The Treaty of the Meter
The Convention of the Metre, often called the Treaty of the Meter in the United States, is a diplomatic treaty between 48 nations which gives authority to the Conférence Générale des Poids et Mesures (CGPM, General Conference on Weights and Measures), the Comité International des Poids et Mesures (CIPM, International Committee on Weights and Measures) and the Bureau International des Poids et Mesures (BIPM, International Bureau of Weights and Measures) to act in matters of world metrology, particularly concerning the demand for measurement standards of ever increasing accuracy, range and diversity, and the need to demonstrate equivalence between national measurement standards.
Representatives of 17 nations signed the Convention in Paris in 1875. In addition to establishing the BIPM and laying down the way in which the activities of the BIPM should be financed and managed, the Metre Convention established a permanent organizational structure for member governments to act in common accord on all matters relating to units of measurement. The Convention, modified slightly in 1921, remains the basis of all international agreement on units of measurement. There are now 48 Member States, including all the major industrialized countries.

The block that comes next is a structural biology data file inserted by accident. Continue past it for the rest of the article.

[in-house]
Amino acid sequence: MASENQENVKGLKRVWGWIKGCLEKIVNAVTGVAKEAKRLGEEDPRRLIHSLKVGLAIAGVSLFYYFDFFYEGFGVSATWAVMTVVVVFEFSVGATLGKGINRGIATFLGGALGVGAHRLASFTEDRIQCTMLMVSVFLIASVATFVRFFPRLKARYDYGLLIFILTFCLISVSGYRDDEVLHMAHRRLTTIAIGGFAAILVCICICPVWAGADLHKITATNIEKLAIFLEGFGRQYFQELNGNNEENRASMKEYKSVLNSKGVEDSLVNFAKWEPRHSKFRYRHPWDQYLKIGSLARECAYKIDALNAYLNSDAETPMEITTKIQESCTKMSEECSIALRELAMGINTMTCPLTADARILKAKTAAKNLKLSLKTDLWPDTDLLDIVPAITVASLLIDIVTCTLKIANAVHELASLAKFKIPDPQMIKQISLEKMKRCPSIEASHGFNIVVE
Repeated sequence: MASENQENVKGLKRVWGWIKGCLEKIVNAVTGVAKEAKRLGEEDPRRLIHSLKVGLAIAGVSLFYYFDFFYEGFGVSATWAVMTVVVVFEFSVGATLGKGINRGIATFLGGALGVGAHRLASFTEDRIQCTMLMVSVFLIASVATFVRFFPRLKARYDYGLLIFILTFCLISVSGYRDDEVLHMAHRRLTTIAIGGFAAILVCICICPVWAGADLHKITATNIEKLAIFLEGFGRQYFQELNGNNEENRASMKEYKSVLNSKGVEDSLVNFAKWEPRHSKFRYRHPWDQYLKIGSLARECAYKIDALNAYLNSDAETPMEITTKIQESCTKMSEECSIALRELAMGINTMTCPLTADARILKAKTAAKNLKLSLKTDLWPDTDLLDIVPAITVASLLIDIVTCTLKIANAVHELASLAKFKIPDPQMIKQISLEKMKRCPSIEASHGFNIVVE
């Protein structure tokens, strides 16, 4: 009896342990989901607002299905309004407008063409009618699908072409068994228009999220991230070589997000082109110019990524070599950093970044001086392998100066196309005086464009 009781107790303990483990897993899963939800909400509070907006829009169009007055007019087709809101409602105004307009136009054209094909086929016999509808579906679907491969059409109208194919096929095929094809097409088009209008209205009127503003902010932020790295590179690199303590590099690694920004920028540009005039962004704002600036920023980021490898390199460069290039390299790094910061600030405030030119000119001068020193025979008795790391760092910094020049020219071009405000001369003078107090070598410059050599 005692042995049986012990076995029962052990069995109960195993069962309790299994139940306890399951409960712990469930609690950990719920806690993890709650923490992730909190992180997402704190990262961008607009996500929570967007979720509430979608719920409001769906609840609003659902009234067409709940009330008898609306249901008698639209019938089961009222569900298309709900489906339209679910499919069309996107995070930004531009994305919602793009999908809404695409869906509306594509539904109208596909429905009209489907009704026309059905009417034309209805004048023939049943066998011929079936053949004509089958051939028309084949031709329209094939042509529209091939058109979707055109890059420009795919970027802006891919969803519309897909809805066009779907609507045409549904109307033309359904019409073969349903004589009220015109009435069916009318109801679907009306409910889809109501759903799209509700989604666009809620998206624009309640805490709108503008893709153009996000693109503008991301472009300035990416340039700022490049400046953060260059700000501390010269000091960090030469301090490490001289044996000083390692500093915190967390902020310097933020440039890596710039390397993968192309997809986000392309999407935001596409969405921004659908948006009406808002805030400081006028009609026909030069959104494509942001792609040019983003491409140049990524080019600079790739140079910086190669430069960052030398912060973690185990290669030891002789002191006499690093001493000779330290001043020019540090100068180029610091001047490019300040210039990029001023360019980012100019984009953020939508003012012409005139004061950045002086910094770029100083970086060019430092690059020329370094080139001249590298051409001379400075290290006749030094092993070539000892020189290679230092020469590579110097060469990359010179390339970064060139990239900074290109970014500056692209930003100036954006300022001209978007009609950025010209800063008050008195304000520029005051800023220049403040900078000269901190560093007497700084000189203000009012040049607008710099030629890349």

The CGPM consists of delegates from all the Member States of the Meter Convention and currently meets every four years. The CIPM consists of 18 members, each belonging to a different Member State; it currently meets every year, usually in September at the BIPM. Suggested modifications to the SI are submitted to the CGPM by the CIPM for formal adoption. The CIPM may also on its own authority pass clarifying resolutions and recommendations regarding the SI (these resolutions and recommendations usually deal with matters of interpretation and usage).
To assist it in its broad spectrum of technical activities, the CIPM has set up a number of Consultative Committees ( Comités Consultatifs ). These committees provide the CIPM with information on matters that it refers to them for study and advice. Each Consultative Committee, the Chairman of which is normally a member of the CIPM, is composed of delegates from national metrology institutes such as NIST, specialized institutes, and other international organizations, as well as individual members. The Director of the NIST Physics Laboratory is the current U.S. delegate to the CGPM, the U.S. member, and Vice President of the CIPM. The current NIST delegate to the CCU, from the NIST Physics Laboratory, is also the Manager of its Fundamental Constants Data Center.
For information on the United States and the Metric System click here.